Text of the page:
Poetry Analysis of Going Blind by Rainer Maria Wilke
I chose the poem Going Blind by Rainer Maria Wilke. Essentially, the poem outlines an observer’s thoughts about a girl at a party who is blind. My initial feeling during the first few lines was pity for the blind girl, as the poem talks about her hesitant smile and how she holds her cup differently than everyone else because she can’t see them. She tries to follow along, laughs when cued, is left behind as partygoers start to wander. But then the feeling changes during the last line and another feeling emerges, one of sparked curiosity and a slight shift of perspective.
Leading up to that, the observer viewed the girl almost as weak and incapable, left of out the evenings events. She pitied the vacant stare and the slow movements. But then observer catches a glimpse of something else, a glimmer of deeper existence behind the milky eyes. The focus shifts to less of a judgement towards this unknown girl towards herself and a place of self-awareness. She realizes that everything may not be as her first glance may have suggested.
Going Blind is written in a loose rhyme scheme that contributes to the relatable yet mysterious tone of the poem. The punctuation is not dissimilar to prose, but the sixteen lines in quatrain form are cut off to create the rhyme, which is a, b, b, a. I feel this poem appealed more to the sight, as the description given painted, for me, a clear picture of the room full of people, the way she sat with her tea, how the guests ambled from room to room, the way her eyes looked.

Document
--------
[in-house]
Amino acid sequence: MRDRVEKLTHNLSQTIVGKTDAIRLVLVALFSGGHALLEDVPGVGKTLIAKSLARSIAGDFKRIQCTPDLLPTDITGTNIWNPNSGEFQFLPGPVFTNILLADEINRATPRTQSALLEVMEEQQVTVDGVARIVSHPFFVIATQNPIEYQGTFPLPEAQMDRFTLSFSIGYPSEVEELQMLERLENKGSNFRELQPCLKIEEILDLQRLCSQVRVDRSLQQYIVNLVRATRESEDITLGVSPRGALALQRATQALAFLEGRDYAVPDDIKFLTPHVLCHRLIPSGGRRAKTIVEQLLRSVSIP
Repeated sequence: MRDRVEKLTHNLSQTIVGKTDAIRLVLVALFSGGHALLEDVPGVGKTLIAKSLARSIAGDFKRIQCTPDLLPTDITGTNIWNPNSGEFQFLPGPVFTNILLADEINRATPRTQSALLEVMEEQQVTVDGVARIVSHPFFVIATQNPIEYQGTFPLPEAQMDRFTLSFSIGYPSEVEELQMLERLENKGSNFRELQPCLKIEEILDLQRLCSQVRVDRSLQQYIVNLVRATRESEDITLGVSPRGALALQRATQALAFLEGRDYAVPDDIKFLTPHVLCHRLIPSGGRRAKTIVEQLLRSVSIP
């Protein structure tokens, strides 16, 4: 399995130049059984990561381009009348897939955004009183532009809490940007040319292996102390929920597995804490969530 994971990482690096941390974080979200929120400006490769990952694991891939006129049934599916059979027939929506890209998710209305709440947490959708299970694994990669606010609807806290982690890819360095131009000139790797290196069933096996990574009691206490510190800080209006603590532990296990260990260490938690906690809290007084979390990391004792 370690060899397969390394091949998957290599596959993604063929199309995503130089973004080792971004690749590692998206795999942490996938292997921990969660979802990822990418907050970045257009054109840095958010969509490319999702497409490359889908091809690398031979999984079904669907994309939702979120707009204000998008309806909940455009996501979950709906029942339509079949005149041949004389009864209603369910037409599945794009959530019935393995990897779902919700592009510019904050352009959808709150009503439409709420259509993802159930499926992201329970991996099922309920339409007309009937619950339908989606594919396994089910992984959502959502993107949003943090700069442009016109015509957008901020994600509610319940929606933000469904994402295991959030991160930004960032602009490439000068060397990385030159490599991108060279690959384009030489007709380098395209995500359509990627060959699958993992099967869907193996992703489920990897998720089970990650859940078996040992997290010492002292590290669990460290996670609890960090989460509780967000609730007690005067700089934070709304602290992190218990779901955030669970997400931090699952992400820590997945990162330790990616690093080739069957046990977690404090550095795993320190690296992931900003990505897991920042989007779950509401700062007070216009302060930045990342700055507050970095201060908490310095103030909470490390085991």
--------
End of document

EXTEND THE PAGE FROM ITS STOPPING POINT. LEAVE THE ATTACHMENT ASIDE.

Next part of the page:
As far as metaphorical phrases go, the blind girl’s eyes were compared to a lit pond, and her demeanor was compared to a nervous performer’s. The theme of Going Blind, from my perspective, is the complexity and the area of unknown within each blank face we see. We can think we have someone figured out, when in reality, there is more than meets the eye, and specifically, there is more to the character of this poem than her disability.